Originally written on Fangraphs  |  Last updated 1/30/13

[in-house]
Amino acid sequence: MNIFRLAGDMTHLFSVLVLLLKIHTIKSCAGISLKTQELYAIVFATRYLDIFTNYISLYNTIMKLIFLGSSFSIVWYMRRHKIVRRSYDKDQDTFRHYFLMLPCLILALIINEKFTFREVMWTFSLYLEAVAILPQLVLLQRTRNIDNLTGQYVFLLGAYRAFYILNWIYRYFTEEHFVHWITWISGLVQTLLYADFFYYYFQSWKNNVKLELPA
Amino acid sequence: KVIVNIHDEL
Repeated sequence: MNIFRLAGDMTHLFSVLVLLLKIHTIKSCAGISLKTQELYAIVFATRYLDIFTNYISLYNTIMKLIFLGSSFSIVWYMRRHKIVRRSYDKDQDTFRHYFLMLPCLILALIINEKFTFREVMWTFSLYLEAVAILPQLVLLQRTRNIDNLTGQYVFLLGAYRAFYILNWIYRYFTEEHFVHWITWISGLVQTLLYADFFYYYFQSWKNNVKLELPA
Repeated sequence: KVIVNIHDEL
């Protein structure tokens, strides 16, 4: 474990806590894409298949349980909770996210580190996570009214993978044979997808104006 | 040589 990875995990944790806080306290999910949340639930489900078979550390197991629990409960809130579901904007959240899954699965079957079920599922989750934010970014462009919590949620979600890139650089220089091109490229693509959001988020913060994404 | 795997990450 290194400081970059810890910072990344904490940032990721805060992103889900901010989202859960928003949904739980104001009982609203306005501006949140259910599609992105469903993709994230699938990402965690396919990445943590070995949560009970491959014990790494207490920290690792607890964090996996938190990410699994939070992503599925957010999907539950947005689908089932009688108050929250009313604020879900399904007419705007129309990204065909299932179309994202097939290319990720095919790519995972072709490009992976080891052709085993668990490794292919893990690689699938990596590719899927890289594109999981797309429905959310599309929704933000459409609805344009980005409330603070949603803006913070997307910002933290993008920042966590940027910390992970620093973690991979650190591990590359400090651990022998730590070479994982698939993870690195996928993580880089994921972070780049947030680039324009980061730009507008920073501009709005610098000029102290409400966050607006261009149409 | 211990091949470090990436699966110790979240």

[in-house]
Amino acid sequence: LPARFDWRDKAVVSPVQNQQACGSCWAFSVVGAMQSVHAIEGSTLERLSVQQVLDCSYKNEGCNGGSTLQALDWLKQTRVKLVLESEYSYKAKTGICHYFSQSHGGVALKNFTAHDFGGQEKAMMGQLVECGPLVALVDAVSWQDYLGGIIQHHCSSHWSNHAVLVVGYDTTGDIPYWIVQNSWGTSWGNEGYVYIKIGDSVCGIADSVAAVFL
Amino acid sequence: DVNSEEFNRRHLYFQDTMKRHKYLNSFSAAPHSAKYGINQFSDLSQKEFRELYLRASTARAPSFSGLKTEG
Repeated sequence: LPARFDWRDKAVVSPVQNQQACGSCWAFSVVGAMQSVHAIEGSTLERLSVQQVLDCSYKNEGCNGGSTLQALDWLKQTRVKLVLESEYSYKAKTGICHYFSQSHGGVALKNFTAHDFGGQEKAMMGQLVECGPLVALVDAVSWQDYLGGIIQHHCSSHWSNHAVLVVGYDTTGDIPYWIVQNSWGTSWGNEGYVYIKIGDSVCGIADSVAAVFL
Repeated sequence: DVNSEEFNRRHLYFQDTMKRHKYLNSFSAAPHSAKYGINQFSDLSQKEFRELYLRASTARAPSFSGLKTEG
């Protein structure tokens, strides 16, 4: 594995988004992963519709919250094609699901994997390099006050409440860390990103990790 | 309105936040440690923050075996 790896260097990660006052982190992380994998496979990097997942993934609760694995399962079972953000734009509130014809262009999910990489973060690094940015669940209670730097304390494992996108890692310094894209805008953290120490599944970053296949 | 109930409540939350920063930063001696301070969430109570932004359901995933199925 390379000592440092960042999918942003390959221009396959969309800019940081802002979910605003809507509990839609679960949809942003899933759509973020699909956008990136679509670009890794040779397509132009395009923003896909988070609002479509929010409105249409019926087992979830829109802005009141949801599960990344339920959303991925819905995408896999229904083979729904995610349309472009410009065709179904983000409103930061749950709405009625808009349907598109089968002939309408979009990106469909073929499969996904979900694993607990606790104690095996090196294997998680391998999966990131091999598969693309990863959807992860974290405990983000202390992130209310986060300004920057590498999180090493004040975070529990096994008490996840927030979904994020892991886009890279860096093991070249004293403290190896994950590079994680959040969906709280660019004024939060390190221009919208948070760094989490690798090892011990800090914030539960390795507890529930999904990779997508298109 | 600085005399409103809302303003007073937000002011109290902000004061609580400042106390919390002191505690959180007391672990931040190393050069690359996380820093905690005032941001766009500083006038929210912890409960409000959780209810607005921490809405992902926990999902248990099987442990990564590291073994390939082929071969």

More than any other pitcher in 2012, Edinson Volquez captured why park effects matter. The Padres’ righty exhibited a similar profile at home and on the road — lots of strikeouts (8.9 K/9 home, 8.5 away), walks (5.0 BB/9 home, 5.4 BB/9 away) and ground balls (53 percent home, 48 percent away). All marks were slightly better at home, as expected, but there’s nothing in the basics to suggest a significant home/road split. Except, of course, he pitched for San Diego. Volquez posted a 2.95 ERA behind just three home runs allowed (0.3 HR/9) at Petco Park but was ravaged on the road to the tune of a 5.60 ERA and 11 home runs allowed (1.2 HR/9). The aggregate Volquez was a below average but still useful pitcher — he posted a 114 ERA- and 113 FIP-, numbers typical of a fourth or (more likely) fifth starter. A mediocre pitcher finding acehood within the Petco Park walls is nothing new, but it does raise a question: does the pitcher change his style to fit his surroundings when his home park is extreme? Volquez is well suited to this exercise, as he throws both a four-seam fastball and a sinker and neither dominated the repertoire. Volquez threw 27 percent four-seamers against 23 percent sinkers in his 32 starts (PITCHf/x data from Brooks Baseball). A look at the home/road splits here shows a stark disparity: Offspeed usage remained more or less the same, but Volquez’s fastball and sinker usage nearly swapped between home and road. He deployed the fastball well more than twice as often as the sinker at home, whereas the sinker saw nearly one-and-a-half times more action on the road. Volquez and the Padres used an intuitive strategy. Petco Park rarely allows home runs on fly balls, which Volquez’s fastball drew nearly twice as often as his sinker (6.9 percent against 3.9 percent), and fly ball BABIP was still a tiny .173 even with the copious space Petco’s outfield provides. Therefore, stick with the fastball at home and bust out the sinker on the road to keep the fastball protected and the home runs limited. In a way, the strategy worked. Beyond Volquez’s home effectiveness, his sinker was able to keep the ball on the ground on the road — he induced twice as many groundouts as flyouts and hitters managed just two home runs off his sinkers. But it was hit hard nonetheless — Volquez allowed 17 singles and 12 doubles out of the 95 sinkers put in play in road parks, good for a .337 average (.316 BABIP) and a .547 slugging percentage against. When he did go to the fastball, it was utterly crushed. Not as many singles found their way through — just nine out of 64 put in play — but Volquez allowed five home runs and four doubles off fastballs on the road, or nearly one every seven times he threw the pitch. All-in-all, the pitch allowed a .281 average despite just a .219 BABIP — compared to a .318 mark off his fastball since 2007 — and a .578 slugging percentage. Volquez is just one example, but he illustrates beautifully how far park effects can reach. The Padres developed a smart strategy to leverage his fastball — either his best pitch or his second best to the changeup, which needs to work off the fastball — at home but realized its flyballing ways would make relying on it away from Petco Park a risky proposition. So not only did Petco Park impact Volquez’s results, but his tactics changed as well — something I think is often forgotten or ignored as translations are made between parks for those departing or entering San Diego (or, say, Colorado — Rockies pitchers will be worth a similar look). As with all baseball analysis, context is key, and the context of the park extends beyond just results.
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